In his Oval Office speech on the Gulf spill on June 15, President Barack Obama cited a rapid boost in energy R&D as one of several ideas that “have merit and deserve a fair hearing in the months ahead.” That was a paler endorsement than some R&D boosters hoped for. On June 11, the new American Energy Innovation Council called for a gradual increase to $16 billion in annual federal R&D energy spending, from around $5 billion now, including more money to help commercialize out-of-the-box ideas.
The seven-member council, which includes Microsoft Chairman Bill Gates, General Electric CEO Jeffrey Immelt, and Silicon Valley venture capitalist John Doerr, said that, left unchanged, the U.S. energy system “will condemn our children to a seriously constrained future.”
The drive for more energy R&D is up against formidable obstacles, starting with the federal budget deficit. Representative Ralph Hall, the ranking Republican on the House Science and Technology Committee, tried in May to cut about $40 billion from the $86 billion sought by House Democrats for the America COMPETES Act, which funds all kinds of federal research as well as math and science education.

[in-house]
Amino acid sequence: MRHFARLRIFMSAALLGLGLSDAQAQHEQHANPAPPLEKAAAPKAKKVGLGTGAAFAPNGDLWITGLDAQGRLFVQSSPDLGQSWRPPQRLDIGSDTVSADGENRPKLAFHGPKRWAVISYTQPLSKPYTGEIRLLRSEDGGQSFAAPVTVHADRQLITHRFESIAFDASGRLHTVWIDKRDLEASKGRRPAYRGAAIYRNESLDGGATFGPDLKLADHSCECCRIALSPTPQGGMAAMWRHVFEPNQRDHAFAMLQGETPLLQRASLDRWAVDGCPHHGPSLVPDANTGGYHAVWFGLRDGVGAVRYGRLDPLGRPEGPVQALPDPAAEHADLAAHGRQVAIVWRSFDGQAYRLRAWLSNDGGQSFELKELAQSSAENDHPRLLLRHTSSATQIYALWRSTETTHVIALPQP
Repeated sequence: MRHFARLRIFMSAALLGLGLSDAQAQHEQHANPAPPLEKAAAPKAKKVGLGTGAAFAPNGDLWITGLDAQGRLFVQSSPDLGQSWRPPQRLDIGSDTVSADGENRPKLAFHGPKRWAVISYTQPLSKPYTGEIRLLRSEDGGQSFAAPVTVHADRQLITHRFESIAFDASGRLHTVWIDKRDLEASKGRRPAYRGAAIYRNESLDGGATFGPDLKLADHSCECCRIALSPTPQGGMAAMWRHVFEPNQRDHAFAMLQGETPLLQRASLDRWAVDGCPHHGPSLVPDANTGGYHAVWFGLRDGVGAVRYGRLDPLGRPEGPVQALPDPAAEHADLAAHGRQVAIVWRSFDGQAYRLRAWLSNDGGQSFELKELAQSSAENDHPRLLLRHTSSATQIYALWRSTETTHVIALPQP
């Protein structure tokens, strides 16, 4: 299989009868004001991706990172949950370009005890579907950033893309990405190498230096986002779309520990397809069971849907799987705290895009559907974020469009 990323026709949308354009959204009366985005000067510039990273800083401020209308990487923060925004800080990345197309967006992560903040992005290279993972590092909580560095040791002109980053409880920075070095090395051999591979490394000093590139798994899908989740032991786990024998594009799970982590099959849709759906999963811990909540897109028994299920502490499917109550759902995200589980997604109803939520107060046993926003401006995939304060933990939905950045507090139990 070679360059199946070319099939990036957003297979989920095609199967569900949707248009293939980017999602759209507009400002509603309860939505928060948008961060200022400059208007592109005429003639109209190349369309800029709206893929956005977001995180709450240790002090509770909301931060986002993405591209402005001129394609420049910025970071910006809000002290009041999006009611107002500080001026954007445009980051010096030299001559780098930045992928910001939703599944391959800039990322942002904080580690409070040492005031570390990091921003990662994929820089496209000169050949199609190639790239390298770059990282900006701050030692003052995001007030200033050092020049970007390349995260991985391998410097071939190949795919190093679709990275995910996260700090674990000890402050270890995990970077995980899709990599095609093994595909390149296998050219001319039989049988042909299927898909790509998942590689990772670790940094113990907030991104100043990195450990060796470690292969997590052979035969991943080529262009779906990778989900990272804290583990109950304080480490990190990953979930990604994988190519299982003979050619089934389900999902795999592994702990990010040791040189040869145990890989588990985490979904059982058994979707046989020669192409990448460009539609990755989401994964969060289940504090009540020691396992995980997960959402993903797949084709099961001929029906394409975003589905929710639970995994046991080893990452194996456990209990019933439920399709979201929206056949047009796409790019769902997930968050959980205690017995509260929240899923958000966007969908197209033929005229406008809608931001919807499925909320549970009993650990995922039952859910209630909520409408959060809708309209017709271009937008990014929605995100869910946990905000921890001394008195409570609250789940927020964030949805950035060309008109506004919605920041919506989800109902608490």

“We must be mindful of our spending if America is to continue to compete globally,” Hall said then. The House eventually voted to reauthorize the act without Hall’s cuts, while the Senate hasn’t yet acted. Even if Congress agrees to authorize the full $86 billion, funding could still be cut in the appropriations process.
Money isn’t the only problem. On the right, many Republicans say the federal government should be involved only in basic science, not steps toward commercialization. On the left, many Democrats hope to kick-start research and investment in green energy via measures such as carbon caps that would make coal and oil more expensive.
Hanging in the balance are small, new initiatives such as ARPA-E, a 20-employee Energy Department program that funds what Director Arun Majumdar calls “really high-risk, high-reward, disruptive technologies.” ARPA-E is modeled on DARPA, the Pentagon’s Defense Advanced Research Projects Agency, which helped launch the Internet and the global positioning satellite system.